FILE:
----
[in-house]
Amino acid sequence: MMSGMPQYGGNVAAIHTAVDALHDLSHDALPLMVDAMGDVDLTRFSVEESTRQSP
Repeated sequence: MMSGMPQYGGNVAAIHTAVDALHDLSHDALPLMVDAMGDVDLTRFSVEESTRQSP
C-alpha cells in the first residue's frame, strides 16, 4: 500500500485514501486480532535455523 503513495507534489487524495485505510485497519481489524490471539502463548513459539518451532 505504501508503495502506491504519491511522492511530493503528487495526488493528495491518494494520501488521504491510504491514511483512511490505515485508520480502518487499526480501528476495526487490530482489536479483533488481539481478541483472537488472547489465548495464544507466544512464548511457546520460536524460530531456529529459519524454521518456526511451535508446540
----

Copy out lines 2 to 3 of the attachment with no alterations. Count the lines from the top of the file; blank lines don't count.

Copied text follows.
Amino acid sequence: MMSGMPQYGGNVAAIHTAVDALHDLSHDALPLMVDAMGDVDLTRFSVEESTRQSP
Repeated sequence: MMSGMPQYGGNVAAIHTAVDALHDLSHDALPLMVDAMGDVDLTRFSVEESTRQSP